Interlocutor René Scheu, editor-in-chief  of NZZ

I think now you’ve touch the heart of it. Institutions cannot revitalize them–but they regulate their days, make agreements, and adhere to them. And in their minds they create a new world into which they literally merge. It is a world with new, funny, and tragic protagonists with whom they can identify to a certain extent–because the center of every good story is always the same: being human. Sharing a common world helps them achieve mental stability and health. And this in turn ensures their survival. Narrative as a strong immune response: that’s what is at stake here.

The first tale is about a cheater and a sinner. Ser Ciappelletto lies so consistently and convincingly, even in the last hours of his life as he confesses, that he ends up going down in history as a saint. This novella is a story about the art of novellare itself, and it is as if Boccaccio told us that a good story need not necessarily be true. Or is it about a different, as it were poetic, truth?

The story of Ser Ciappelletto is about falsehood and lies, of course. But this mafioso was a first-rate cheater, and in the end, in the face of death, he was even able to convince the priest of his goodness. Ser Ciappelletto was a fantastic narrator before the Lord. As soon as the story about him goes viral and people continue to talk about what a pious and godly person this man was, it has an all-round positive effect: the listeners want to emulate Ser Ciappelletto’s example. They also want to become such a charitable and godly person, as he was supposed to be. It is here that history has proven itself on a higher level. To put it in a nutshell: only a really good story is true in the sense that it has a productive effect and that it helps people to advance in their own lives. It becomes true by making it true.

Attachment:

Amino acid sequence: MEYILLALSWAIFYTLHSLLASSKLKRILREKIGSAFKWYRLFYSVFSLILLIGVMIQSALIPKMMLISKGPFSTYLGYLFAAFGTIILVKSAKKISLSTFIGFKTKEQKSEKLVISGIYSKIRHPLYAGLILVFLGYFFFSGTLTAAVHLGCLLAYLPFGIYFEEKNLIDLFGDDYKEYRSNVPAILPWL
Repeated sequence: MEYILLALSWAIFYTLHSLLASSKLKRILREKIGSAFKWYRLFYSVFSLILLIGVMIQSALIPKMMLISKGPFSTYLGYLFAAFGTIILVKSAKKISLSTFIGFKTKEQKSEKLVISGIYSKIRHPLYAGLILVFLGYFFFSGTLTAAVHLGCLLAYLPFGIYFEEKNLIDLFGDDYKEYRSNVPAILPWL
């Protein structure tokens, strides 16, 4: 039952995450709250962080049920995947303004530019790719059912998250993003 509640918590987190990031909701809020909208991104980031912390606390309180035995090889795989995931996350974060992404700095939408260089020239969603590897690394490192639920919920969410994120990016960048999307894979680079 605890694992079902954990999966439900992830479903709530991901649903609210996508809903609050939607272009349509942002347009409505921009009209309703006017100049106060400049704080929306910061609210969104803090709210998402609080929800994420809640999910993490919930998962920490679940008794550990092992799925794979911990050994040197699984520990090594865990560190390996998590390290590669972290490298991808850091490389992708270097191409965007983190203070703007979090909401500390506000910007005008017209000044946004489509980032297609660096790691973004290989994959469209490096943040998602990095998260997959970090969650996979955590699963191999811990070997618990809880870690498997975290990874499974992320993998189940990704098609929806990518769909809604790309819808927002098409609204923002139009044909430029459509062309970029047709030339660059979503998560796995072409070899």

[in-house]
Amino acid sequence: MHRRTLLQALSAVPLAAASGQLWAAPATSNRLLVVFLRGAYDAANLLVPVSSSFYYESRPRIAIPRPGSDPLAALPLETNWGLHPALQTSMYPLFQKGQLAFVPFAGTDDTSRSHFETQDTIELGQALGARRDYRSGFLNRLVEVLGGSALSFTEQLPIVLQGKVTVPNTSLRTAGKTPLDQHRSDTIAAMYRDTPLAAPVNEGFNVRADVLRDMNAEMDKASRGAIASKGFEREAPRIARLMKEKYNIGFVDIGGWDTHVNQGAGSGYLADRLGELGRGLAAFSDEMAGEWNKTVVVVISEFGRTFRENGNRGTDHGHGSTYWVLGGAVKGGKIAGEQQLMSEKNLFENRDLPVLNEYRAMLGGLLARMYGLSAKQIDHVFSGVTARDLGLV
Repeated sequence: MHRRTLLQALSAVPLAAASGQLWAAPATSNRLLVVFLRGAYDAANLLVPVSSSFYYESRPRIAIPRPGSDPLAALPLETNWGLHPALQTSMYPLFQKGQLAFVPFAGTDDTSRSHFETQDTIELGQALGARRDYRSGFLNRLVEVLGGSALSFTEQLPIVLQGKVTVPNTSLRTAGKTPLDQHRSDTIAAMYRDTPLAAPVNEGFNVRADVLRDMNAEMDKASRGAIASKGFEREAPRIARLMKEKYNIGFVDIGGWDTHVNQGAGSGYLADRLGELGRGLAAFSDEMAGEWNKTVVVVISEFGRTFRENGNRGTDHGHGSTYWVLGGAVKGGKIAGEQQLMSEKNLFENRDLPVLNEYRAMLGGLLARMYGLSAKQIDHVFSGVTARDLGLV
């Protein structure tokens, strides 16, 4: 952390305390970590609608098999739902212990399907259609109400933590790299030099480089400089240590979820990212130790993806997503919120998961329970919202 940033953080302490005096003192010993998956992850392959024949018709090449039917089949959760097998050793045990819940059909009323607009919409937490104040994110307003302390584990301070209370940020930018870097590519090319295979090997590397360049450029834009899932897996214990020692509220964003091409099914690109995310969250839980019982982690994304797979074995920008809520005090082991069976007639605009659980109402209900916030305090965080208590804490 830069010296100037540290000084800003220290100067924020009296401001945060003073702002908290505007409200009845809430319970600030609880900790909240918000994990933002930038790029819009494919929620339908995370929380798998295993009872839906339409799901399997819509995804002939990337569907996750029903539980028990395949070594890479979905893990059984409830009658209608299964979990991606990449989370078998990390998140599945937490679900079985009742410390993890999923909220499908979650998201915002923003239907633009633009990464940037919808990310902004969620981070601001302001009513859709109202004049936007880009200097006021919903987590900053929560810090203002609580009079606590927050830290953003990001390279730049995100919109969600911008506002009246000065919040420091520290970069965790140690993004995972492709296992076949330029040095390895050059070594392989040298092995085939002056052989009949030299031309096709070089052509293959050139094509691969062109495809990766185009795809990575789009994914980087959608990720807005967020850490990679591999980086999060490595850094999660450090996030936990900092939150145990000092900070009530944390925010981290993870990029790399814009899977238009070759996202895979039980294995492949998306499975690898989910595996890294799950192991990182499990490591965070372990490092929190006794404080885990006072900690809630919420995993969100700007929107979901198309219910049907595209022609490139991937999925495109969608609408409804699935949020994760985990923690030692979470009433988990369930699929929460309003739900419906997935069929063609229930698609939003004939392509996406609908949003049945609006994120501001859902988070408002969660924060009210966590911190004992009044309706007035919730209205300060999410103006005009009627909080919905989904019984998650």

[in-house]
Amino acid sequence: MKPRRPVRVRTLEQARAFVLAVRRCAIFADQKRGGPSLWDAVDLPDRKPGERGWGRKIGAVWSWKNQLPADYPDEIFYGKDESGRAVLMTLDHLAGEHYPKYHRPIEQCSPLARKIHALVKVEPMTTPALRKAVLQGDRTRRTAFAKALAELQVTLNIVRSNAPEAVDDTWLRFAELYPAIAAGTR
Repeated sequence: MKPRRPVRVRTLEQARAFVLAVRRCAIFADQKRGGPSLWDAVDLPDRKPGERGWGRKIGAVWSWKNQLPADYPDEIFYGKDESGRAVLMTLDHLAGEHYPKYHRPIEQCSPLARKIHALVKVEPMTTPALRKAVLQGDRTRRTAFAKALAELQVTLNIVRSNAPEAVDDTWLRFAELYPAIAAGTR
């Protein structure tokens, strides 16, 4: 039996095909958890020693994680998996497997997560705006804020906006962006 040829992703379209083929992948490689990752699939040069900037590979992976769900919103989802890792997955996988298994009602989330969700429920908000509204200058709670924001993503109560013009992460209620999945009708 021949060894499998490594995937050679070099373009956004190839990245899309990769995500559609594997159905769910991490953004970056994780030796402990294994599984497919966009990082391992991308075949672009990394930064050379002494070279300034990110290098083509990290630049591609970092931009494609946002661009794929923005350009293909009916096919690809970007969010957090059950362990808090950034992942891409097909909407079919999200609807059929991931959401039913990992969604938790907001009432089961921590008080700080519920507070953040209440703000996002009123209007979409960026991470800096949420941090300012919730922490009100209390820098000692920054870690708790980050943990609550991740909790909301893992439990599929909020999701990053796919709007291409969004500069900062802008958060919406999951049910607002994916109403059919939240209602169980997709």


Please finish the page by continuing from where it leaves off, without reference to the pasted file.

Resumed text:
So Boccaccio was an incorrigible optimist because he shows how the worst person can make a story that inspires other contemporaries.

On the one hand, Boccaccio shows us how a bad cheater makes other people stronger in their belief–and on the other hand, he lifts the veil and lets us see how we indulge in fictions. But we need these fictions to outgrow ourselves in life. So for Boccaccio there are only stories that help us live better and stories that help us live worse. That is its form of radicalism.

Storytelling is a pretty dangerous thing.

Storytelling is not the pleasure of a few privileged people who escape the plague, no, storytelling is at the heart of our social life. Every institution, every religion, every civilization is based on a good story. Let us  think of our founding stories – those of Western Christian culture, our state, our age. All of these stories – which are somehow true, but never quite and literally – all of these stories strengthen our identity, and nothing man-made could exist without them. But as powerful as stories are, fake news can also be dangerous. They are highly contagious, infect our minds, and make us sick.

The good news is that really good stories go more viral than fake ones. They help to increase mental fitness. Boccaccio provides a lot of such stories in his Decameron. In this respect, he actually left us a kind of survival guide that we can use at any time.

Good stories strengthen the immune defense of the symbolic being that we humans are. Bare life is not a purpose in life, even if the plague or the corona virus is raging, although the latter is rather mild in comparison.

Pampinea speaks of the ben viver d’ogni mortale, of the good life worth living of every mortal.

The story of Ciappelletto (Vatican Library)

If you ignore the shape and the culture, you may survive biologically, but not as a person. We becomes an animals – Boccaccio compares uomini with capre in his description of the raven in Florence, he speaks of bestialità. Anyone who behaves like an animal will eventually become an animal.

So is Boccaccio the discoverer of what psychologists today call self-efficacy?